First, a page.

High weak order solvers and adjoint sensitivity analysis for stochastic differential equations

GSoC 2020: The Julia Language – Final report.

Project summary

In this project, we have implemented new promising tools within the SciML organization which are relevant for tasks such as optimal control or parameter estimation for stochastic differential equations. The high weak order solvers will allow for massive performance advantages for fitting expectations of equations. Instead of automatic differentiation (AD) through the operations of an SDE solver, which scales poorly in memory, one can now use efficient stochastic adjoint sensitivity methods.

Blog posts

The following posts describe the work during the entire period in more detail:

  1. GSoC 2020: High weak order SDE solvers and their utility in neural SDEs
  2. High weak order SDE solvers
  3. Adjoint sensitivity methods – To be uploaded soon.

Docs

The documentation of the solvers is available here. Docs with respect to the adjoint sensitivity tools will be available here.

Achievements

Please find below a list of the PRs carried out during GSoC in the different repositories in chronological order within the SciML ecosystem.

StochasticDiffEq.jl

Merged:

Open:

DiffEqSensitivity.jl

Merged:

Open:

DiffEqNoiseProcess.jl

Merged:

DiffEqGPU.jl

Merged:

ModelingToolkit.jl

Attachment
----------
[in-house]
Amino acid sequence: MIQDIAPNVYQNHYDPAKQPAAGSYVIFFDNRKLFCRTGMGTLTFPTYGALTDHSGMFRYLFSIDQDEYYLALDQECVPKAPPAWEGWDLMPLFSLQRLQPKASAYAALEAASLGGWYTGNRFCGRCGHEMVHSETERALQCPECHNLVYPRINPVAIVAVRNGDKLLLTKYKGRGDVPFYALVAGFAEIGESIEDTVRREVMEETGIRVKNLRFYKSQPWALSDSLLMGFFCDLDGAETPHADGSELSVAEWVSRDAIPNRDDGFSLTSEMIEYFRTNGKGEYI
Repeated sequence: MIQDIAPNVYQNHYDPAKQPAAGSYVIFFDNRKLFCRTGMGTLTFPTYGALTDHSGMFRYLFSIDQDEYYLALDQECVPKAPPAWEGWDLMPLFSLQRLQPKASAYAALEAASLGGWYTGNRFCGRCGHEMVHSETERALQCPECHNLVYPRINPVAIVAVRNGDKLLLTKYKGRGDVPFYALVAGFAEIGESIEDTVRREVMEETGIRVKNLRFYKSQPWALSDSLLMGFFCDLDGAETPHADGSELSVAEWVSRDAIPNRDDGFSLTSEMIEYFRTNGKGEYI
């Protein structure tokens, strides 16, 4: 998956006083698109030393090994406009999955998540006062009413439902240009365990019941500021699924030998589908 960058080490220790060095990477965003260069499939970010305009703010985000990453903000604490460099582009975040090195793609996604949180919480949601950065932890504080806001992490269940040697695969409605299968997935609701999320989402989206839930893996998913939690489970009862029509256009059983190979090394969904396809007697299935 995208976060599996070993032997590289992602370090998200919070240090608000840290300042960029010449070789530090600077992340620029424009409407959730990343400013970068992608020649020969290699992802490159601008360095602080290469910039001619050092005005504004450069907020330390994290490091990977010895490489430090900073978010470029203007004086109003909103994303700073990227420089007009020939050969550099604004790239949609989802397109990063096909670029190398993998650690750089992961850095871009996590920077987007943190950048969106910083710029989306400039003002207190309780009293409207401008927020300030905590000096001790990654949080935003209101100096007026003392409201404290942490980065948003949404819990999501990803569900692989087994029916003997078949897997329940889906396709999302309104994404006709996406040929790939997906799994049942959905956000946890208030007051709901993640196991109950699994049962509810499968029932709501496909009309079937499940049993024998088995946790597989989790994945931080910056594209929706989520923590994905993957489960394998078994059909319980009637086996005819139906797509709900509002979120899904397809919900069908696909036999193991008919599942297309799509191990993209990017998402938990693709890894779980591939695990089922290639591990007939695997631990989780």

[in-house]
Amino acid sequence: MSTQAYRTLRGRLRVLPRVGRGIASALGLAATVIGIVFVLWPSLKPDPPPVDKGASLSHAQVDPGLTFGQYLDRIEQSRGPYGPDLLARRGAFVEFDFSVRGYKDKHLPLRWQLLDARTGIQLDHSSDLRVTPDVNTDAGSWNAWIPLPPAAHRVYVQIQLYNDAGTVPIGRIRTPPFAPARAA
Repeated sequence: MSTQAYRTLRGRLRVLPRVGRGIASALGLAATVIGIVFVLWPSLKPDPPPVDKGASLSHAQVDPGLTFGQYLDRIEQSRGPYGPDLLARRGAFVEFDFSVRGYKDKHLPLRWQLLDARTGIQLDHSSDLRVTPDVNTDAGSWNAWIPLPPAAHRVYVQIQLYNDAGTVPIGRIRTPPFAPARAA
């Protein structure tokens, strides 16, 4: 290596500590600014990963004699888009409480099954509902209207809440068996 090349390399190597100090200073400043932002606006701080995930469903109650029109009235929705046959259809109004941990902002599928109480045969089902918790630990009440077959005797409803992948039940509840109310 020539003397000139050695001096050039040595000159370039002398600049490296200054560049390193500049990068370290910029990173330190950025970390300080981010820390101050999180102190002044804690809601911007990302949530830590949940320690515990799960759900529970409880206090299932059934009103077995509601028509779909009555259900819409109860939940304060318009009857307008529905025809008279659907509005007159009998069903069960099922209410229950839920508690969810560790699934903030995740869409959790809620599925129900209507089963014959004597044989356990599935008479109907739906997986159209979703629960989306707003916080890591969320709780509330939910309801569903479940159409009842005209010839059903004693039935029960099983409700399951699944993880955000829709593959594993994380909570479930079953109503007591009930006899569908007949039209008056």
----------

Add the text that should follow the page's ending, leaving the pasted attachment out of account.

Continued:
Merged:

DiffEqDevTools.jl

Merged:

DiffEqBase.jl

Merged:

Future work

There is still a lot that we’d like to do, e.g.,

  • Writing up more docs and examples
  • Implementing drift-implicit weak stochastic Runge-Kutta solvers
  • Finishing the SDE adjoints for the Ito sense
  • Implementing a virtual Brownian tree to store the noise processes in O(1) memory
  • Setting up an OptimalControl library that allows for easy usage of the new tools within a symbolic interface
  • Benchmarking of the new solvers and adjoints

Contributions, suggestions & comments are always welcome! You might like to join our slac channels #diffeq-bridged and #neuralsde to get in touch.

Acknowledgement

I would like to thank my mentors Chris Rackauckas, Moritz Schauer, and Yingbo Ma for their amazing support during this project. It was a great opportunity to work in such an inspiring collaboration and I highly appreciate their detailed feedback. I would also like to thank Christoph Bruder, Niels Lörch, Martin Koppenhöfer, and Michal Kloc for helpful comments on my blog posts. Many thanks to the very supportive julia community and to Google’s open source program for funding this experience!

Frank Schäfer
Frank Schäfer
PhD candidate in Physics

My research interests include many-body physics, machine learning, and differentiable programming.

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